Editorial | Hold Planned Parenthood accountable

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As the Missouri legislative session comes to a close in a few weeks, lawmakers remain strong in their efforts to pass laws that hold abortion providers accountable for how they handle the remains of aborted babies.

Their work follows the release of a series of undercover videos produced in 2015 by the Center for Medical Progress. The videos depict Planned Parenthood officials discussing the potential sale of fetal body parts procured from abortions. In one of those videos, Dr. Deborah Nucatola, senior director of Planned Parenthood Federation of America's Medical Services Department, referred to St. Louis as an "untapped" place to obtain body parts for research.

Several investigations ensued in Missouri, looking at how Planned Parenthood operates in Missouri. Those investigations revealed many unanswered questions and have prompted lawmakers to file legislation that would place greater oversight on how the abortion provider handles the remains of babies. Two of those bills HCS HBs 2069 and 2371, sponsored by Rep. Diane Franklin (R-Camdenton), would require the Department of Health and Senior Services to check reports from the abortion clinic against what is sent from the pathology lab. The bills also would provide whistle-blower protections to employees of abortion clinics and hospitals who report illegal use of body parts from aborted babies.

It is essential for Catholics to contact their legislators and voice their support for this legislation.

"(It's) important to have accountability of where the body parts of these unborn babies are going and more transparency in the process by requiring thorough reports by pathology lab and Department of Health and Senior Services," said Deacon Sam Lee of Campaign Life Missouri. "We're grateful that state lawmakers are considering these important reforms after what has been uncovered by the videos."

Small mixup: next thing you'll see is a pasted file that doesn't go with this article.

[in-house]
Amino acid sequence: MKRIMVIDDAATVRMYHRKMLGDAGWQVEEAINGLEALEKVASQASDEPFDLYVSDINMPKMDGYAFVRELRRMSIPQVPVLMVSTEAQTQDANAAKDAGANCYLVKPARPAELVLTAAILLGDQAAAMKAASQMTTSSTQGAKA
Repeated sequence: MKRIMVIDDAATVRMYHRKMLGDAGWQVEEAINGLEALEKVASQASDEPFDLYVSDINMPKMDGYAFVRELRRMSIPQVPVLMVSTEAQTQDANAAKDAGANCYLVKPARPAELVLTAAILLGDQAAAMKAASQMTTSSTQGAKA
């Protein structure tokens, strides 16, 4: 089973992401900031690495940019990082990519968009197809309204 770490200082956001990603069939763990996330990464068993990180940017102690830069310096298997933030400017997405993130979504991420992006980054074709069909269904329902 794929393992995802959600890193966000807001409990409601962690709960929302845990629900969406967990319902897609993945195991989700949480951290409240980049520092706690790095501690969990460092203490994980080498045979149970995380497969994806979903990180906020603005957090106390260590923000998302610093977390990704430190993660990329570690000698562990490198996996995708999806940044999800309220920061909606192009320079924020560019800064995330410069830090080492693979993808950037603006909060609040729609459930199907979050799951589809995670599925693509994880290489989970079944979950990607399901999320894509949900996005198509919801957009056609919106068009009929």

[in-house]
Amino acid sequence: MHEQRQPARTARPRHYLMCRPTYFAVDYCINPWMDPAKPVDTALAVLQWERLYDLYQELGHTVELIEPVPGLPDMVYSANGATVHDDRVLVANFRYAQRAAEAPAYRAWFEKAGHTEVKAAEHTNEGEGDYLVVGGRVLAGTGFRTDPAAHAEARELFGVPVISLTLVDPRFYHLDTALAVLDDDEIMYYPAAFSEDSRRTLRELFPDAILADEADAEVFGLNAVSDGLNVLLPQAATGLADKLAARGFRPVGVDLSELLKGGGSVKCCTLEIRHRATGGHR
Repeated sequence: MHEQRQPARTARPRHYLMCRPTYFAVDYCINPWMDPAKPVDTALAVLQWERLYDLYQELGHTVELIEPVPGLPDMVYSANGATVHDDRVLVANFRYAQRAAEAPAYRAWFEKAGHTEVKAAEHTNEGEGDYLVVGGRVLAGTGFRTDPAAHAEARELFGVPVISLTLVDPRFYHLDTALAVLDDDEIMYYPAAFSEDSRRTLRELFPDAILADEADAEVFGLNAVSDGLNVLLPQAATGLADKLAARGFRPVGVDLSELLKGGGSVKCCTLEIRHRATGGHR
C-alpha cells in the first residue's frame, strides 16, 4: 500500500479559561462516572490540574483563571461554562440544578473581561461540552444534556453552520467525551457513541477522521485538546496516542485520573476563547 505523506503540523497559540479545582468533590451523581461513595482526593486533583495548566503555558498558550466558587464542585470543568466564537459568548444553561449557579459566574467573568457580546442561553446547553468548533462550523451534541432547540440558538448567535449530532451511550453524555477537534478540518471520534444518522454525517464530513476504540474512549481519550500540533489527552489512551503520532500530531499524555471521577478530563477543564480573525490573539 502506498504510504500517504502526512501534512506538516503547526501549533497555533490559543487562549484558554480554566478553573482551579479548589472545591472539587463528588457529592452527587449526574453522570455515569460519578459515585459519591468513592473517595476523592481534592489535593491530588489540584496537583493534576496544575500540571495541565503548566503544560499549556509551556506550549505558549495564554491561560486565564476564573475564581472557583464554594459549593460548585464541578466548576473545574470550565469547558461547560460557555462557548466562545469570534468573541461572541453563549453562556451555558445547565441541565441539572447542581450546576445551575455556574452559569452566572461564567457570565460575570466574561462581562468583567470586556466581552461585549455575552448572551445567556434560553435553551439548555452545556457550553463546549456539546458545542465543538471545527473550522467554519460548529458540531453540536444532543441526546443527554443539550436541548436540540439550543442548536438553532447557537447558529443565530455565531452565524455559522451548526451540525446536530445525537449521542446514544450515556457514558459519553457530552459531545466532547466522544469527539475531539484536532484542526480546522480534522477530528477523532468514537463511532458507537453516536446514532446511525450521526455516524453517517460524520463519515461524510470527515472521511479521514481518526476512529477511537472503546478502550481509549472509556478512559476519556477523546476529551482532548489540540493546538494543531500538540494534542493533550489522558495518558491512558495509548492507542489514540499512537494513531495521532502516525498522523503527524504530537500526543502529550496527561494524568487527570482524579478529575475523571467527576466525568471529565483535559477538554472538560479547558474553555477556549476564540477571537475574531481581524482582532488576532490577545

The Senate Interim Committee on the Sanctity of Life also continues its effort to summon Mary Kogut, president and CEO of Planned Parenthood of the St. Louis Region and Southwest Missouri, and Dr. James Miller, owner of Pathology Services Inc., to answer why they have not complied with a legislative subpoena requesting documentation that shows how they handle fetal remains.

Planned Parenthood's argument that the Senate is requesting personally identifiable patient information is nothing more than a smokescreen. Sen. Kurt Schaefer (R-Columbia), chair of the Senate committee, has made it abundantly clear that legislators are not asking for patient information.

This documentation is critical, now that we're learning an investigation in Indiana uncovered MedAssure, a medical waste company servicing Pathology Services and Planned Parenthood in St. Louis, was illegally disposing fetal remains. This company was mentioned in Attorney General Chris Koster's report in September that cleared Planned Parenthood of wrongdoing.

It's time that we get to the bottom of Planned Parenthood's activities in Missouri, and we applaud our legislators for leading the charge to uncover that. 

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